8 of the Best Fall Beers, According to an Expert

Fall beer is about more than just pumpkin. The best fall beers in the U.S. are inspired by German tradition and brewed with an American flair.

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October 04, 2022
By: Tara Nurin

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At one time, craft beer in the fall meant one thing: pumpkin. But over the past decade, American brewers have expanded their offerings by embracing the range of autumn seasonals that have been a regular part of Germany’s beer repertoire for centuries. With the rising popularity of these traditional lager brews has come the inclusion of other ingredients that represent the season, adding more abundance to what drinkers consider a fall beer "style."

While some eager sales and marketing professionals would like to define any beer appropriate for cool shoulder-season drinking as a fall beer, we’ve only included true seasonals, meaning they tend to hit the market annually sometime between summer and winter. Of course, the quintessential German fall beers are the medium-bodied, malt-forward sister styles of Märzen (pronounced maire-tzen) and Oktoberfest (also known as, Festbier) so similar that stateside brewers often interchange the terms. But genuine Märzen, the official drink of Munich’s Oktoberfest before the invention of Festbier, is slightly darker, sweeter and higher in alcohol.

By law, standard Bavarian brews can’t include fruit, vegetables or spices, but here in the states brewers liven up the shorter days and longer nights with spiced beers and those that celebrate the agricultural bounty of the harvest. (We have an entire list of the best pumpkin beers you can buy, if that’s more your style.)

What follows are eight of the best beers brewed for you to drink from September through November (listed alphabetically).


Some Märzens suffer from a saggy sweetness lacking enough hops to add oomph to their malt structure. 4 Noses Foeder Oktoberfest is not one of them. Rather, just the opposite: This Mӓrzen, brewed in Broomfield, Colorado, demands respect for its intensity and more assertively bitter note than most of its American craft compatriots. But don’t let the mention of hops distract you. The earthy, herbal flavor of the German Hallertau Mittelfruh variety holds up in the background while the robust, bready and sometimes raisiny Munich, Caramunich and Vienna malts (common in a Mӓrzen) command most of the attention here. Adding to the fullness of the flavor is the multi-step "decoction" mashing used to brew the base beer, plus the lightly oaked notes imparted by fermenting this version in a foeder (large oak cask used for fermenting and aging).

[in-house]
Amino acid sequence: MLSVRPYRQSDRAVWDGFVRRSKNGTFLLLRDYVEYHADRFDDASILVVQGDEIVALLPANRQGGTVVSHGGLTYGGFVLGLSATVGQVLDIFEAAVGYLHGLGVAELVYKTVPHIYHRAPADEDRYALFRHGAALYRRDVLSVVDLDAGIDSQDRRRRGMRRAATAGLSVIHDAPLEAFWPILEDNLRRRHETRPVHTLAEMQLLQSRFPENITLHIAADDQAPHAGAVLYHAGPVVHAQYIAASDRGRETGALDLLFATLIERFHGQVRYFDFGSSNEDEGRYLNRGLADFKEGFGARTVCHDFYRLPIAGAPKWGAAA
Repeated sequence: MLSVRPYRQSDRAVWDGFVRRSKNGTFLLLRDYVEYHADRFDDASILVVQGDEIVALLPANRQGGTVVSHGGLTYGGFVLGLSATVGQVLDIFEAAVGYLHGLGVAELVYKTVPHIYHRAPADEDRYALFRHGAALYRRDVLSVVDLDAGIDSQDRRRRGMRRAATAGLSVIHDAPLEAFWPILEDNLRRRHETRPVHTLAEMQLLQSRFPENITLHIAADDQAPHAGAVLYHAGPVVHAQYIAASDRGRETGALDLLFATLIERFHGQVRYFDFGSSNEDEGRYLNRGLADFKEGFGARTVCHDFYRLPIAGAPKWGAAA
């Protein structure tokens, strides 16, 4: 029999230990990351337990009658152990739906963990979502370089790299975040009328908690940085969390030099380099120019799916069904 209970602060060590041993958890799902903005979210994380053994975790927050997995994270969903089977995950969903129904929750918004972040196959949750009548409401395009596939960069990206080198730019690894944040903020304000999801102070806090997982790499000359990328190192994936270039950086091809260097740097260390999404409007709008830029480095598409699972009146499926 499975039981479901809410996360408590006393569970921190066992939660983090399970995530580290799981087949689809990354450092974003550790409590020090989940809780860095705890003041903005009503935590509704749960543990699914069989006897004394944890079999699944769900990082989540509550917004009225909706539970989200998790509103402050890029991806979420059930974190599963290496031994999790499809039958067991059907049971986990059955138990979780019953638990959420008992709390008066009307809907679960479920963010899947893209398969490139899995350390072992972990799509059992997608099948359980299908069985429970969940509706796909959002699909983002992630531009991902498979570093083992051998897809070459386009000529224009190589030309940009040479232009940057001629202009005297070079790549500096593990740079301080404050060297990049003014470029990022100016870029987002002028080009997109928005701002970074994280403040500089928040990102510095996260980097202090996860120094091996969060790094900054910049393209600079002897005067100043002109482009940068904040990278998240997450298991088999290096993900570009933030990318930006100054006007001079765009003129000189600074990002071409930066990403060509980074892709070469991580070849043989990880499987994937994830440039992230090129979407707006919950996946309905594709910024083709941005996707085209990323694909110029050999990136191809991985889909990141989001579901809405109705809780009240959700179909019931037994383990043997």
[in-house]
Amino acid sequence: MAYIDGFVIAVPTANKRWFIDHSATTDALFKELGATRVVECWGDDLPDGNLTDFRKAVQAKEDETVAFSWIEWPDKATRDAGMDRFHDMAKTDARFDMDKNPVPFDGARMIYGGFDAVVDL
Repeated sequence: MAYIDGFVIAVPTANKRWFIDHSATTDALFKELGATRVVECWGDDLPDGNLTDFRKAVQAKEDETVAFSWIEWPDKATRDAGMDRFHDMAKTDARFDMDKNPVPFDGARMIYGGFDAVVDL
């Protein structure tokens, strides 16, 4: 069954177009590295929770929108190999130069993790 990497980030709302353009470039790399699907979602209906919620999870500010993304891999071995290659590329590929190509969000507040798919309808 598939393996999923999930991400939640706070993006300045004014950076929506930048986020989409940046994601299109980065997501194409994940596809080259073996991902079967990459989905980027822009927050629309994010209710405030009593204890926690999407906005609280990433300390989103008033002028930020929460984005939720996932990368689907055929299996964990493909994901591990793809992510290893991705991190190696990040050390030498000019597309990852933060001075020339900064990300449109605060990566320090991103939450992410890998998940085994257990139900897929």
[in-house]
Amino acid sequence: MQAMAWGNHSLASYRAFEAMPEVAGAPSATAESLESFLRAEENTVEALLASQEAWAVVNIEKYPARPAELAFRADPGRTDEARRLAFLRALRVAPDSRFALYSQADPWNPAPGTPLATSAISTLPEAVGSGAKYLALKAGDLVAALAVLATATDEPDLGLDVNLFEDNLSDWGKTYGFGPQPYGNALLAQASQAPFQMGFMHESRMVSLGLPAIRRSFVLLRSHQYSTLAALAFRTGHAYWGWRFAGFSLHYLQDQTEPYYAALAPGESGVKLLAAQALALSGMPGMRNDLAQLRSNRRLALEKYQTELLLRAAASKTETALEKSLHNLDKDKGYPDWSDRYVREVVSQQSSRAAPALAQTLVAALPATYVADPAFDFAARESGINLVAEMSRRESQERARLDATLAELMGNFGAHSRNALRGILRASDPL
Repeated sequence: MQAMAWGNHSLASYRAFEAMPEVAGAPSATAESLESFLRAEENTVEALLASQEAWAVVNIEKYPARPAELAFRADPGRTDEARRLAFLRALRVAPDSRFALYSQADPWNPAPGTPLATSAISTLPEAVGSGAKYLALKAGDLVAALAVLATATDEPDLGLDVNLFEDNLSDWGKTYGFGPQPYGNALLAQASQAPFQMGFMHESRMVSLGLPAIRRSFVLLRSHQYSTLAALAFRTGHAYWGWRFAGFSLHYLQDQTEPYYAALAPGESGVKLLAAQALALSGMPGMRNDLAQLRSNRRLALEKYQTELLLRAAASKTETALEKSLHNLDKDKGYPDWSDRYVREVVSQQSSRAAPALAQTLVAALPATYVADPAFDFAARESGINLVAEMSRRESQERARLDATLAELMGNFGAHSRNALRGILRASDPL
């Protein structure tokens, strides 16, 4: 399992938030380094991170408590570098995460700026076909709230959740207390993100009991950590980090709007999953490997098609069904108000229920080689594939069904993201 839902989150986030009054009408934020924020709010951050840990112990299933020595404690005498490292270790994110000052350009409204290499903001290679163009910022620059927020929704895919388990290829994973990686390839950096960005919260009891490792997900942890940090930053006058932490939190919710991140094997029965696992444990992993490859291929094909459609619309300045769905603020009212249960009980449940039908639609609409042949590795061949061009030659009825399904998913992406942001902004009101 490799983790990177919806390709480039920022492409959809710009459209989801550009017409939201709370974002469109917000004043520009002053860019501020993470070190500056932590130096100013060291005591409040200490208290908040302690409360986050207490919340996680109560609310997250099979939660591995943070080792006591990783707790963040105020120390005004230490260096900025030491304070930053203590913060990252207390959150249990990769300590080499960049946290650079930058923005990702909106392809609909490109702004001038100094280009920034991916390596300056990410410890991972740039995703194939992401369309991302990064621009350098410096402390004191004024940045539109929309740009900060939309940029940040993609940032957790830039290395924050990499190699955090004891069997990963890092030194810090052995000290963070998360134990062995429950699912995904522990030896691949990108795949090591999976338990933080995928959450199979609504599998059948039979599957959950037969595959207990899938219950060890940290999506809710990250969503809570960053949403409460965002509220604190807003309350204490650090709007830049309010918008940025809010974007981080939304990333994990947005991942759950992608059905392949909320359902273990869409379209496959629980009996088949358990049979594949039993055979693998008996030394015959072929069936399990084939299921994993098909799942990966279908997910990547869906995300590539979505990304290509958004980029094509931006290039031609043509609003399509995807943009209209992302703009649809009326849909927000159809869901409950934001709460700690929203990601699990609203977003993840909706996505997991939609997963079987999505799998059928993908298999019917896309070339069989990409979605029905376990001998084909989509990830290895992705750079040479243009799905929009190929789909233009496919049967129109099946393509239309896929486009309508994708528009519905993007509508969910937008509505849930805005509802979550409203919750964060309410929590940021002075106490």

Fairhope Brewing

Despite describing its Oktoberfest as "light," the flavor of this Fairhope, Alabama-brewed Märzen comes across as a delightfully dark, intense experience best suited for night. With the aroma of a dense berry weighted down with juice and the taste of roasted chestnut meat chased by licking the shell (not that we necessarily recommend that!), Fairhope’s Oktoberfest pairs best with grilled brisket covered in gravy and tart cranberry sauce.

Odell Brewing

I hate to appear biased but if it’s Odell you know it’s going to be good. The employee-owned Ft. Collins, Colorado, business doesn’t release anything that doesn’t meet its high standards. Its Oktoberfest may be the most straightforward selection on our list: Its hay aroma and solid structure built by balancing Munich malts with earthy old-school continental hops makes this Märzen-style lager stand up straight while standing against any frivolous embellishment.

Total Wine

I would call Sam Adams Octoberfest a quintessential fall beer. Medium bodied, malty sweet and satisfyingly simple, the copper-colored Boston Märzen warms itself to a wide variety of occasions. Pair it with anything from stew to Corn Flakes to a bowl of chocolate ice cream or enhance its aroma by sipping it straight around a campfire. Speaking of aroma, the range of scents from clean mud puddles and hay bales sitting in a stable to sarsaparilla soda, spun sugar and light-colored maple candy makes it anything but simplistic.